Opposition communications spokesman Malcolm Turnbull said he has “a lot of sympathy” for the argument that the 75% reach rule “is no longer relevant in today’s converged media world”.
Whether any changes to the rule will be presented to parliament depends on the outcome of a bipartisan parliamentary committee. With Turnbull’s backing, this element of Communications Minister Senator Stephen Conroy’s otherwise largely derided changes may well find support.
However Senator Conroy has made it clear that he won’t negotiate on the reforms and, as such, the 75% rule may not be passed separately to the other changes, including a new public interest test that any merger in the media sector would be subject to.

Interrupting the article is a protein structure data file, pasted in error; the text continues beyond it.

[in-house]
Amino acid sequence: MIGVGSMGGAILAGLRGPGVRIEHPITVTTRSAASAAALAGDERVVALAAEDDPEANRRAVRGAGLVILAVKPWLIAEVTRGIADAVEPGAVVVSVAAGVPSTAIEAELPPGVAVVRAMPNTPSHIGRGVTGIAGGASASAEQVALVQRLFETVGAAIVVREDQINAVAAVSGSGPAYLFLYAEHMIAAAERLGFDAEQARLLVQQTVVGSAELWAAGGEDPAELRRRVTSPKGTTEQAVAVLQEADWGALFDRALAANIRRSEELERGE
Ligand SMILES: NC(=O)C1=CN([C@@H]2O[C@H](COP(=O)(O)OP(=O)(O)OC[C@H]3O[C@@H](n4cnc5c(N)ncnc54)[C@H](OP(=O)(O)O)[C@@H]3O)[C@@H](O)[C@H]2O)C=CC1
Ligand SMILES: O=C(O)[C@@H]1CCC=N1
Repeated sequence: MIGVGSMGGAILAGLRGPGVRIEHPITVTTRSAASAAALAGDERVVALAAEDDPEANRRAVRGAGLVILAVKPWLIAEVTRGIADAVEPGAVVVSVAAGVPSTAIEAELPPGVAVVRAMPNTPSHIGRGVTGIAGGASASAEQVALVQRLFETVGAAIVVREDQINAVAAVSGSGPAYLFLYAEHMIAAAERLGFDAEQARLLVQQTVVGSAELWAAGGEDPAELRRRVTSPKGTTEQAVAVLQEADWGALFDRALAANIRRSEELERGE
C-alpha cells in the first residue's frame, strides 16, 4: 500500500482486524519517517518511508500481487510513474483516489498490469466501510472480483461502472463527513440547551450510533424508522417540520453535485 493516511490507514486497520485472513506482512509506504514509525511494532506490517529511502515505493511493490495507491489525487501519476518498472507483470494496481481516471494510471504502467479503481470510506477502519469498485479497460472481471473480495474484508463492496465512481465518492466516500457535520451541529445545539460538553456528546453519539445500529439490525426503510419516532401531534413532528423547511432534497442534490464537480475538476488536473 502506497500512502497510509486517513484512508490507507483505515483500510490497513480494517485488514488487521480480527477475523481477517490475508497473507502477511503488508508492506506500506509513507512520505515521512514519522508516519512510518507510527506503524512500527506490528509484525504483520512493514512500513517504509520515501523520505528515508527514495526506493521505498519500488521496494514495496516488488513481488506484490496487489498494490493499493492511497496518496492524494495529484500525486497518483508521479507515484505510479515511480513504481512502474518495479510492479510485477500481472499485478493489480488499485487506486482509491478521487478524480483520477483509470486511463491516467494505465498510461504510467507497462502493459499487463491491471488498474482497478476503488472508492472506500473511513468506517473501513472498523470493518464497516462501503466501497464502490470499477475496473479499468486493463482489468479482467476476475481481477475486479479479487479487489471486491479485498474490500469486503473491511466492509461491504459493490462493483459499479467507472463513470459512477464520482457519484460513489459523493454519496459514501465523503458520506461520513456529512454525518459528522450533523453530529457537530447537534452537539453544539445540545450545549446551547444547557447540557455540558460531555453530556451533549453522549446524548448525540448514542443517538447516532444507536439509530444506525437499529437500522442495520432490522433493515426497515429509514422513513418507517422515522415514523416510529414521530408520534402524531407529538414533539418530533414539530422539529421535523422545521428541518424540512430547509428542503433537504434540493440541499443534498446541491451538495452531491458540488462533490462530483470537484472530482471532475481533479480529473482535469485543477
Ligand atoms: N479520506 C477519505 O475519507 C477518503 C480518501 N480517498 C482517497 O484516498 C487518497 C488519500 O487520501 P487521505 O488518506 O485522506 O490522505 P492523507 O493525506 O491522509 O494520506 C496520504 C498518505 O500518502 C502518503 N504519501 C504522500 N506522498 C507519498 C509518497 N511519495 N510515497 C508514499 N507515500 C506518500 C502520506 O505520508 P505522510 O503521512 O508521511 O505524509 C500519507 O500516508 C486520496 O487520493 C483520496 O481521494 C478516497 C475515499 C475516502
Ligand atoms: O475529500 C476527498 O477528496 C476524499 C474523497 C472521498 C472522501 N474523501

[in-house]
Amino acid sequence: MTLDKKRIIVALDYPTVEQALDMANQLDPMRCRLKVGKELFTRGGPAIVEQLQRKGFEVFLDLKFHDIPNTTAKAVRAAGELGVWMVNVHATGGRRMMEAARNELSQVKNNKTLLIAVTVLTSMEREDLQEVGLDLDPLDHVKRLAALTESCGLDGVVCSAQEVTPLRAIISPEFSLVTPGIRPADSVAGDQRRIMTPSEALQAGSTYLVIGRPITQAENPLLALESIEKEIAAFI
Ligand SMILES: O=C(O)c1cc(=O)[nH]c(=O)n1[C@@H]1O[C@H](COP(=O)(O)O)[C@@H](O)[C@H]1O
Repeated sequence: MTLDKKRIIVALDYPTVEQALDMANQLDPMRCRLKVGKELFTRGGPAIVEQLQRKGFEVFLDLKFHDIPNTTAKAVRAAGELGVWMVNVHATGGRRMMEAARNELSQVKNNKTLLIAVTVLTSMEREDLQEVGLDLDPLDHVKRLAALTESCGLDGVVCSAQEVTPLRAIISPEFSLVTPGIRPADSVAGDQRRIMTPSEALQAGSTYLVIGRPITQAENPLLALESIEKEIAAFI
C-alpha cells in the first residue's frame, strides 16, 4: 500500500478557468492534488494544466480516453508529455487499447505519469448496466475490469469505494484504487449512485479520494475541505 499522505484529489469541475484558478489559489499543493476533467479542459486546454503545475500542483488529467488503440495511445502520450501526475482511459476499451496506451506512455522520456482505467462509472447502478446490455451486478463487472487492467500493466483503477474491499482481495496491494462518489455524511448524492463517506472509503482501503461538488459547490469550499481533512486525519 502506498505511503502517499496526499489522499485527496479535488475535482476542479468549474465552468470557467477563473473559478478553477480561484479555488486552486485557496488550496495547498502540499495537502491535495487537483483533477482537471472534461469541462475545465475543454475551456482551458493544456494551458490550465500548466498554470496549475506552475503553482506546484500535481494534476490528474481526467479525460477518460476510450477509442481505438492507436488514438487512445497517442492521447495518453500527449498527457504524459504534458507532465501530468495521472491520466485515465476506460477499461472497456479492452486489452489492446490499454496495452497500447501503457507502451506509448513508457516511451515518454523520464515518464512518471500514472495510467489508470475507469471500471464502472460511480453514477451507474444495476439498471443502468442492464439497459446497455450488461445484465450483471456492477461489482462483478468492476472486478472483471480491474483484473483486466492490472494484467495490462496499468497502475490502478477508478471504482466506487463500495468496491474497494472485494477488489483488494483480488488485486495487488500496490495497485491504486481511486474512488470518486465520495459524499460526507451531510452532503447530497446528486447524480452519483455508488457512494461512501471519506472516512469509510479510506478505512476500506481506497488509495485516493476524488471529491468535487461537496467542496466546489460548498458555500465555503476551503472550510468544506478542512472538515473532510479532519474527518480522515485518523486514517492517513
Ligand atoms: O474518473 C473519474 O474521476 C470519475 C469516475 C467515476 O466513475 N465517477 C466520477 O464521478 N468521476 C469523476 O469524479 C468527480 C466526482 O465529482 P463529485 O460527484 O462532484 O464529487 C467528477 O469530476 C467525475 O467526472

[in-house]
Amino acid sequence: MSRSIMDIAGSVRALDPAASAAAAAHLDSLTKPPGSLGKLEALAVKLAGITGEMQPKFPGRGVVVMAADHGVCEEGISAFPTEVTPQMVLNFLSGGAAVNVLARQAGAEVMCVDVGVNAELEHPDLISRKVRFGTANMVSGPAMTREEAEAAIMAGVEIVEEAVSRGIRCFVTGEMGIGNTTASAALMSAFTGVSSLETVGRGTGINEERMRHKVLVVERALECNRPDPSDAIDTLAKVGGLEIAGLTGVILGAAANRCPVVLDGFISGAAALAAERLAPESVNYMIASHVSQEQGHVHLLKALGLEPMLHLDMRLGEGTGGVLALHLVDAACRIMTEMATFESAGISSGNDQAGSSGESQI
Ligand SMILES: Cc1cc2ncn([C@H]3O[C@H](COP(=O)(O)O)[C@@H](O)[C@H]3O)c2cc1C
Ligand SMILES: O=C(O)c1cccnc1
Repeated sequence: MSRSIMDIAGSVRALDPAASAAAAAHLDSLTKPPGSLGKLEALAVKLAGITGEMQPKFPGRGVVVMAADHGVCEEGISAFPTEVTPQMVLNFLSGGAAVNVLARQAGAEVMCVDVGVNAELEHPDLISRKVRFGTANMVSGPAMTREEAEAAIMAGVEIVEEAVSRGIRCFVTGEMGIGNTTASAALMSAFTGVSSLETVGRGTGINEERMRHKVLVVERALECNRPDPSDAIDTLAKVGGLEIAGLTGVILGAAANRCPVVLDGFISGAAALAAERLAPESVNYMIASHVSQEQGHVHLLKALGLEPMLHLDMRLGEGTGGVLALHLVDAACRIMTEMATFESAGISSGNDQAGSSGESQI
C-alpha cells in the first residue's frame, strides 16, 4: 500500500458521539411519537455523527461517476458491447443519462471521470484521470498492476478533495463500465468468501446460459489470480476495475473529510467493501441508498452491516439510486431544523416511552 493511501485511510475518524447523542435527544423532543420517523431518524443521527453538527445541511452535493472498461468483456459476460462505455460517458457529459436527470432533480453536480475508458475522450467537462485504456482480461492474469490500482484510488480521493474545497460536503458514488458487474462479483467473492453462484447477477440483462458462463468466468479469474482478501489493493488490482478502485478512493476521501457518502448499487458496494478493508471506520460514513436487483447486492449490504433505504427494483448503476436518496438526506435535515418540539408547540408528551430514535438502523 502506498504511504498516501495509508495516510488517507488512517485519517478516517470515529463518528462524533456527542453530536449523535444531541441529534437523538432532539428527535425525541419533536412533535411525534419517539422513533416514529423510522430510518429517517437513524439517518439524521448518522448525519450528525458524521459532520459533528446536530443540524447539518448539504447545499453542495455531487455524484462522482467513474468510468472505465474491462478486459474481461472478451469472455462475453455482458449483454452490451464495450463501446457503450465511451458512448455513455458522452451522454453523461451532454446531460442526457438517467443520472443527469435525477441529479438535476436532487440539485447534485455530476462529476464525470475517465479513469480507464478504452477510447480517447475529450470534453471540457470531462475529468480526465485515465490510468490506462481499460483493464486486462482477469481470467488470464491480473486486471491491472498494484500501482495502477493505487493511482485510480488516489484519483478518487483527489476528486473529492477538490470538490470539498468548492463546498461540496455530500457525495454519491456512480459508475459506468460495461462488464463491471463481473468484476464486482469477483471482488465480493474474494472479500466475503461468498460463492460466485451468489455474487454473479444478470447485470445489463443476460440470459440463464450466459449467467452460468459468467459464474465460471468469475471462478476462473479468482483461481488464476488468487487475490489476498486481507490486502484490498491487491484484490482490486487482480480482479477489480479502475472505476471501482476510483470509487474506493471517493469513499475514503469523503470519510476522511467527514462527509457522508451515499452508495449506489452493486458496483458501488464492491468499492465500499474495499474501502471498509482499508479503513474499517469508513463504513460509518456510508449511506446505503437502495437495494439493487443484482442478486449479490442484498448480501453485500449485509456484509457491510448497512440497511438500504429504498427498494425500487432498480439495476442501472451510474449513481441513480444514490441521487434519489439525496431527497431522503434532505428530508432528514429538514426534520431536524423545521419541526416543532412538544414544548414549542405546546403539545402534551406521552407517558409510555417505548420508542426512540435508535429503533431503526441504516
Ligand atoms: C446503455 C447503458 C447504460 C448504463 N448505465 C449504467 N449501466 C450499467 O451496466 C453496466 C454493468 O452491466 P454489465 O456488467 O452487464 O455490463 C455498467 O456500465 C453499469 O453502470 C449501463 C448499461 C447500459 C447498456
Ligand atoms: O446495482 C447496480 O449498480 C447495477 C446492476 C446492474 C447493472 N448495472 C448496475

So while it may appear that the changes to the rule may not take place in this parliamentary sitting, the medium-term prospect of the rule being relaxed appear good. Particularly if there is a change of government.
When questioned over what conversations he had had with media owners on the subject recently Turnbull said: “I’ve been associated with media proprietors for a very long time – for well over 30 years. Well over 30 years. Can I just say they all make a powerful case for their own commercial self interest. They all claim to speak for the public interest. And sometimes their commercial interest and the public interest coincide. Sometimes they don’t. And it’s the job of this place, and Governments and legislators to stay in touch with everybody, take everybody’s point of view on board and then make decisions based on the interests of the public.”